First albums are often the accumulated works of several years input and this album was no different. However, one thing was evident, here was a talent that was brim full of possibilities. A talent that was not based purely on the blues tradition but in fact incorporated a wealth of influences.
Kate's second album was the rushed Lionheart. Kate has since expressed her own dissatisfaction with the project saying that she would have ideally liked to have had more time to get it right. Nonetheless, it was another success containing another hit single, Wow, and reaching number six on the album chart.
Not since David Bowie and perhaps Peter Gabriel had we seen an artist who truly encompassed a range of performing arts talents. Like Bowie, Kate had studied with mime artist Lindsay Kemp and she used her lessons well, especially to great effect on the single, Wow. The album again contained a diverse flood of influences from J.J. Barrie to Hammer Horror and even had a line in a song about UK TV's The Sweeney.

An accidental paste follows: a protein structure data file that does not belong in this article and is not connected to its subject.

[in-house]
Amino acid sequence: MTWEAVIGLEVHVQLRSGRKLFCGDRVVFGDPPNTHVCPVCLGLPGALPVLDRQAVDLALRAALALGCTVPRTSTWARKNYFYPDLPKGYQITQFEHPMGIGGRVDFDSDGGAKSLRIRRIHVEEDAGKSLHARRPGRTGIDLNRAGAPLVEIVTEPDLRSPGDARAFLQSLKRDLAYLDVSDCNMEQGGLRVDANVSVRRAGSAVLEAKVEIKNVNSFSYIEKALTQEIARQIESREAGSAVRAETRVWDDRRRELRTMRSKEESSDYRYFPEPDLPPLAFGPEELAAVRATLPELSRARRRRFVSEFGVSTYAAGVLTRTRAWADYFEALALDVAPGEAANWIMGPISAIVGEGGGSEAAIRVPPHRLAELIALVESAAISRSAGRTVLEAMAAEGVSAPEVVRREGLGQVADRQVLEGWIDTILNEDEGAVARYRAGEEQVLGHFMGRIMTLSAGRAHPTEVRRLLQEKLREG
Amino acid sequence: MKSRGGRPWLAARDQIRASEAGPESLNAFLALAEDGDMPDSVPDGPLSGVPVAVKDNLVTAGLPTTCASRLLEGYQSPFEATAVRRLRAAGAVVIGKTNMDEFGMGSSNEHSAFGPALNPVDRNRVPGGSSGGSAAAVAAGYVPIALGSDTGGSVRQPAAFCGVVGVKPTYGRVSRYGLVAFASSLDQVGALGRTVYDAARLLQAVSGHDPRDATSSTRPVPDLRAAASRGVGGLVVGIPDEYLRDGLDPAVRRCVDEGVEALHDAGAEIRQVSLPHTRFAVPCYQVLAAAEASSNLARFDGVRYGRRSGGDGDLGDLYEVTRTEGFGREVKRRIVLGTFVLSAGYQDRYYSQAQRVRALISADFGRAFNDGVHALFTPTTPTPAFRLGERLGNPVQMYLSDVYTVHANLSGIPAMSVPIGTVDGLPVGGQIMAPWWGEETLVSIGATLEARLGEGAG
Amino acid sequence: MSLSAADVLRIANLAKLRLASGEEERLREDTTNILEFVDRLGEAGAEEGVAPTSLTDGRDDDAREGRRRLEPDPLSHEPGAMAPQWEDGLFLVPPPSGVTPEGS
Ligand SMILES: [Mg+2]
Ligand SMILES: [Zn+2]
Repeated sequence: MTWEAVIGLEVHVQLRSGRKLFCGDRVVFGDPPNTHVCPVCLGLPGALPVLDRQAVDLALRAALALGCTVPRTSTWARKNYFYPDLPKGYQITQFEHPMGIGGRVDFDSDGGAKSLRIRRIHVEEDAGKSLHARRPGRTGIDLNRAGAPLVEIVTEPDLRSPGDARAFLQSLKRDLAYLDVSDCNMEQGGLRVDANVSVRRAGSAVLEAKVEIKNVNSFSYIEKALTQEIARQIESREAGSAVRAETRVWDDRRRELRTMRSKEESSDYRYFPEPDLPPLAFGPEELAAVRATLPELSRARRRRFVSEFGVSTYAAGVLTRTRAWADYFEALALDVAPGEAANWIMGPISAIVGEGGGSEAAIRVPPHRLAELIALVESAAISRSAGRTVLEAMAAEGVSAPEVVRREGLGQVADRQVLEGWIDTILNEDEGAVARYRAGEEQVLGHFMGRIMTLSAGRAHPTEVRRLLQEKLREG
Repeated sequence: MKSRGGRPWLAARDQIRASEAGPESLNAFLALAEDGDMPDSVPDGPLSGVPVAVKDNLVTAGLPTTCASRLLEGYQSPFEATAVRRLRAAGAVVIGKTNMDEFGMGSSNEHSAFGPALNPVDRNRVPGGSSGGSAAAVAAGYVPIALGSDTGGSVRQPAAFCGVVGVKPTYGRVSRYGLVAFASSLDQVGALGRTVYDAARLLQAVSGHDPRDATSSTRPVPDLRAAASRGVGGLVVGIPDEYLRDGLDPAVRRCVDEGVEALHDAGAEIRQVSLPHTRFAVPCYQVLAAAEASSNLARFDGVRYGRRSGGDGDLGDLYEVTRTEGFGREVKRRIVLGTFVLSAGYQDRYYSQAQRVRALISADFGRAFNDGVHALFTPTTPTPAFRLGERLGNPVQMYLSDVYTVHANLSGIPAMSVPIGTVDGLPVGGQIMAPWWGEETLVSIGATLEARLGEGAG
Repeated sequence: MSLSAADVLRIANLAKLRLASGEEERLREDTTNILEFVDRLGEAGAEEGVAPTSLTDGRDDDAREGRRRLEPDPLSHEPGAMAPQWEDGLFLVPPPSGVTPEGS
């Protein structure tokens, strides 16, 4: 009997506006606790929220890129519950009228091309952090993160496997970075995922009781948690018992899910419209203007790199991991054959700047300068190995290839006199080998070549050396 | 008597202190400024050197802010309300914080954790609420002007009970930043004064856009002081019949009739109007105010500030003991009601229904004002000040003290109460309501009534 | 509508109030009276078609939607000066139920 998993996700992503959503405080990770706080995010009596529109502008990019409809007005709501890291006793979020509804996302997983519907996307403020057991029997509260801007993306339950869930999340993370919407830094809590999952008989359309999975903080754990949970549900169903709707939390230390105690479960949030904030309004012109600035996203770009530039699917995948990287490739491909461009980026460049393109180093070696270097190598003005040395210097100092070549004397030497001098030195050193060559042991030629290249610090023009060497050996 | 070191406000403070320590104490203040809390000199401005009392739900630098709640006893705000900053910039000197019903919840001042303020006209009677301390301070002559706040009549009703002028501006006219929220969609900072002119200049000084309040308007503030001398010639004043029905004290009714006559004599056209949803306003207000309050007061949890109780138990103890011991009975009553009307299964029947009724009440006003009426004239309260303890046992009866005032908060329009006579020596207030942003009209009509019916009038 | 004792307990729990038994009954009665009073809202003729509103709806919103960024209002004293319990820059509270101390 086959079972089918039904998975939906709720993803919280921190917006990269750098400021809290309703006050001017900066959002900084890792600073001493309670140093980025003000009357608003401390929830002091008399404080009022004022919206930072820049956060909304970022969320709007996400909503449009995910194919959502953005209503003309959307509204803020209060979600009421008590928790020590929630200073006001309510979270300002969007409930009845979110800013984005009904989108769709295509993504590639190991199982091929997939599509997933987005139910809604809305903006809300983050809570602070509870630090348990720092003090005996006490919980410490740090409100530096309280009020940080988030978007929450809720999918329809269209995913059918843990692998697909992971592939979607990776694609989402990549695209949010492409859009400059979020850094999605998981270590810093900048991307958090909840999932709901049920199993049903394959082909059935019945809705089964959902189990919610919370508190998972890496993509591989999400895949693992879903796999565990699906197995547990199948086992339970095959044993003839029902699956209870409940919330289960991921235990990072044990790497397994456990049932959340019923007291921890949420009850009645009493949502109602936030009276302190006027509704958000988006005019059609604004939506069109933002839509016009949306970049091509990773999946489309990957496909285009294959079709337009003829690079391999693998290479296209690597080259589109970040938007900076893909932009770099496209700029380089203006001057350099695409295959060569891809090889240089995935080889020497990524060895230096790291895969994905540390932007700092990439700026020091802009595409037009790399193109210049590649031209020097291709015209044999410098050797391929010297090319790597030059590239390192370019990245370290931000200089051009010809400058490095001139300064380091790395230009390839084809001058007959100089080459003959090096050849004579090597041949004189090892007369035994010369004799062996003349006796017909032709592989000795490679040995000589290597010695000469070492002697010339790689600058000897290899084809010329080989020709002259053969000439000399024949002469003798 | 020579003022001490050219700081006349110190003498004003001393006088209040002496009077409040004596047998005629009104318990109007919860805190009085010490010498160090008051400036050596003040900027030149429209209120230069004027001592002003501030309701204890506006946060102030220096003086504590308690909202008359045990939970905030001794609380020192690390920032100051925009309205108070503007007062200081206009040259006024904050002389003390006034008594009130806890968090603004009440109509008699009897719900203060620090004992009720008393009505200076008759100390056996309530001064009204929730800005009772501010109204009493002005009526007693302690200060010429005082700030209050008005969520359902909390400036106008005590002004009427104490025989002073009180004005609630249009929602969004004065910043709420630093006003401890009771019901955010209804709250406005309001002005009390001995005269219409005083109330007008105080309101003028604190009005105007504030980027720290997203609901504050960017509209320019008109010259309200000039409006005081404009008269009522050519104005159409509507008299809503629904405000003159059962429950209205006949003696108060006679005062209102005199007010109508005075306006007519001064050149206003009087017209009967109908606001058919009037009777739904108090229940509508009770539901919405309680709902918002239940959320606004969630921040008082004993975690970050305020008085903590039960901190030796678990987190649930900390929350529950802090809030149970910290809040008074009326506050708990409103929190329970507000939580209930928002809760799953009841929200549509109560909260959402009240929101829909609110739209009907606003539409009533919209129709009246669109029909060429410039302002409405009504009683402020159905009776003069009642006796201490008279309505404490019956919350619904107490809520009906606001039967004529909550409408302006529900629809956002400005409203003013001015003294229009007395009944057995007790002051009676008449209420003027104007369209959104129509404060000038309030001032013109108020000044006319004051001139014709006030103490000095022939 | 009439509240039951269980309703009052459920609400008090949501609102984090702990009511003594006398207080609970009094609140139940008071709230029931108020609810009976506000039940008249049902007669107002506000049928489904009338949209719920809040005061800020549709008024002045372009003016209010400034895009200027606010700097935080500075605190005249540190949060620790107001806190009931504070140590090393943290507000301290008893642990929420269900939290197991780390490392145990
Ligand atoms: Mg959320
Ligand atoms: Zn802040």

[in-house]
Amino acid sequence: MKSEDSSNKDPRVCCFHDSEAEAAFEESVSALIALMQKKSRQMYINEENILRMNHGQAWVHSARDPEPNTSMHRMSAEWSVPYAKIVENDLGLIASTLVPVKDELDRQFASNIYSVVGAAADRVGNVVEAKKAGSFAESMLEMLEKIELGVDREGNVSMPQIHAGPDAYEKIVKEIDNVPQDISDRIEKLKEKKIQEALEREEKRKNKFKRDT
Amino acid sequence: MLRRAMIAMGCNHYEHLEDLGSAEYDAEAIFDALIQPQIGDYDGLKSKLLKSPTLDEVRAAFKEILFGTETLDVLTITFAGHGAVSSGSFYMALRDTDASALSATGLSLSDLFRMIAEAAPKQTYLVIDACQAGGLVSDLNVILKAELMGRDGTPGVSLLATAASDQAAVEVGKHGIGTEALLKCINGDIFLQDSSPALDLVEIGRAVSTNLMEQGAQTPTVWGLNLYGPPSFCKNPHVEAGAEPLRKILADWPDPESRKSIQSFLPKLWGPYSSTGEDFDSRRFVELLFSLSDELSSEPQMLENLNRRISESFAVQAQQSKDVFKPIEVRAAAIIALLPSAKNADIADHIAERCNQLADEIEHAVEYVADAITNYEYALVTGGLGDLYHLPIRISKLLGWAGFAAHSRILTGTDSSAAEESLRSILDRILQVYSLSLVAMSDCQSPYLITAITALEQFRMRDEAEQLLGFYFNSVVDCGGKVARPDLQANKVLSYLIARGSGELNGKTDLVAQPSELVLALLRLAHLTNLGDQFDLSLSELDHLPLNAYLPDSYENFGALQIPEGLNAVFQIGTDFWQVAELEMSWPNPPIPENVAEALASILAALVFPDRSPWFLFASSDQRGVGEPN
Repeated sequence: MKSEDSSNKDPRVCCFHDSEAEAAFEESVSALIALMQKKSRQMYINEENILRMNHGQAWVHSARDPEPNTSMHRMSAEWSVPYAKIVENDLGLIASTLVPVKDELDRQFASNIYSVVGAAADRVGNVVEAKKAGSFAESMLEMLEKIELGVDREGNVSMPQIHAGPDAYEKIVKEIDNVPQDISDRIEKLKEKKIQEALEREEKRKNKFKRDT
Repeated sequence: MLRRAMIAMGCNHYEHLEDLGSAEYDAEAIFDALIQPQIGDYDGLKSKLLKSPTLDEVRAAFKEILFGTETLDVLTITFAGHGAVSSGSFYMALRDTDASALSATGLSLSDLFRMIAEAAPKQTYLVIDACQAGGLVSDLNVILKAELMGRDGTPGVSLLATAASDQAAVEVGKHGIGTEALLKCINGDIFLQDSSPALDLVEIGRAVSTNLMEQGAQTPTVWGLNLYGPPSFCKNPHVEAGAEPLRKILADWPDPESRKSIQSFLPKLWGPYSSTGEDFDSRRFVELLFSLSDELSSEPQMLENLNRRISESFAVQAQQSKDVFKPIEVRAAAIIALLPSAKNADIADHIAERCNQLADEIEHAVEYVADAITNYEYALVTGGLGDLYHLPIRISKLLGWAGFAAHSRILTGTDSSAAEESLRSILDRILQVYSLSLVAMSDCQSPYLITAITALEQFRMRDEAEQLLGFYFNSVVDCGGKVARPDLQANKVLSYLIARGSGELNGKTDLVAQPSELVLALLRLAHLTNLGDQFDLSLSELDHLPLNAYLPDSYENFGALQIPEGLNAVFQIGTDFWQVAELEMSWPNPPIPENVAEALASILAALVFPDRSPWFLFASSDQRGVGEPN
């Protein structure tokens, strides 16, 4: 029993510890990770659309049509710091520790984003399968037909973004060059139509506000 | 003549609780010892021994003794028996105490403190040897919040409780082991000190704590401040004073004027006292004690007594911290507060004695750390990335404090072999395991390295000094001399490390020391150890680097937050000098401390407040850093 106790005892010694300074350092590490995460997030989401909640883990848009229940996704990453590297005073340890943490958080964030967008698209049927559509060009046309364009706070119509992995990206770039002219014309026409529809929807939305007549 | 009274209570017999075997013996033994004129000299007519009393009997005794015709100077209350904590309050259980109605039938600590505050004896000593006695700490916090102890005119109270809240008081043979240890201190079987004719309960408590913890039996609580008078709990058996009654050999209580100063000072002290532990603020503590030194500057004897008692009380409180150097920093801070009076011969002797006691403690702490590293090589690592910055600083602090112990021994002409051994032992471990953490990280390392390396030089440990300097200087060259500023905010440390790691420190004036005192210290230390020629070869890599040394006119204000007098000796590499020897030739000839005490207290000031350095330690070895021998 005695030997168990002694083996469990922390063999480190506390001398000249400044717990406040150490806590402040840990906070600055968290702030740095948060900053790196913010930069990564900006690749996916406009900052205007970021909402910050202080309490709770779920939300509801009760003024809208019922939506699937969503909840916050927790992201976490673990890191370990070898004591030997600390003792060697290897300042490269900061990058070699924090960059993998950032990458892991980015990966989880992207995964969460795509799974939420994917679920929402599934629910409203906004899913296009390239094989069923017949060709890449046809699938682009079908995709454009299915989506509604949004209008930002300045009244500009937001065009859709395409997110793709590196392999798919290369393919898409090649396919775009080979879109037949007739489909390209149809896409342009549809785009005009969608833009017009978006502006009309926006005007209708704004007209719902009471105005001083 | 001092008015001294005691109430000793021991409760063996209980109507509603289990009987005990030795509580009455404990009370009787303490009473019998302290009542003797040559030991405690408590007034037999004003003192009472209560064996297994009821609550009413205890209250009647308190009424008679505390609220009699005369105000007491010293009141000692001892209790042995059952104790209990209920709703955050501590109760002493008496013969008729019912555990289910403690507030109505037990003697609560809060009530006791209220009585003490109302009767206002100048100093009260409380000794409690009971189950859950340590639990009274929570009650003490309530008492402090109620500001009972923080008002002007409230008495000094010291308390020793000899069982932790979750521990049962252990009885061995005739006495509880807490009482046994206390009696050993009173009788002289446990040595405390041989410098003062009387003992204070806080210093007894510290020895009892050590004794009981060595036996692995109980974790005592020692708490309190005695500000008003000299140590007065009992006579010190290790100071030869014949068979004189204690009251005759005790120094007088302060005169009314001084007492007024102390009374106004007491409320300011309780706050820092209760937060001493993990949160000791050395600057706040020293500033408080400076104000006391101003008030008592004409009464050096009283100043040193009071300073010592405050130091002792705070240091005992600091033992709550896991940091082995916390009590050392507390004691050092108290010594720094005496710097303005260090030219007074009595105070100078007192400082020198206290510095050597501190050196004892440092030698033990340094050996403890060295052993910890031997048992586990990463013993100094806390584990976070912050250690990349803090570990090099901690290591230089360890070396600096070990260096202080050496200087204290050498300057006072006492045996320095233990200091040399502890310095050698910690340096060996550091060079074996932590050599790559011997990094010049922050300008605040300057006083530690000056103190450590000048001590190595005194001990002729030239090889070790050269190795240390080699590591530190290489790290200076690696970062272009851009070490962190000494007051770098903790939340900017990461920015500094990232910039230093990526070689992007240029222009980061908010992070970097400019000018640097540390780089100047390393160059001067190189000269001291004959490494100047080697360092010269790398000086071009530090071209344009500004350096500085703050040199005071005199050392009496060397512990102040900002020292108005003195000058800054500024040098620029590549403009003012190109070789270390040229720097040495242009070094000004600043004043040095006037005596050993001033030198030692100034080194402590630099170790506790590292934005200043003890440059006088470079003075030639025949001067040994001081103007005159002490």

Her success lead to more demands from the public and her growing fan base to tour and to do regular live performances which, ultimately, was the one thing that Kate hated and hates still feeling, as she does, that all this promotional stuff detracts from the central thing she wants/wanted to do. Make music. Kate hates the glare and intrusive nature of celebrity much preferring to sit in a studio with a group of musicians and create sounds and textures. However, it was Kate who was the first singer to use a wireless headset whilst performing. An innovation that is used to this day.
Kates next project was the radically different Never For Ever.
Radical in that unlike the previous two albums, which were composed at the piano, this one was composed using a Fairlight CMI and was heavily inspired by the use of synthesizers and drum machines.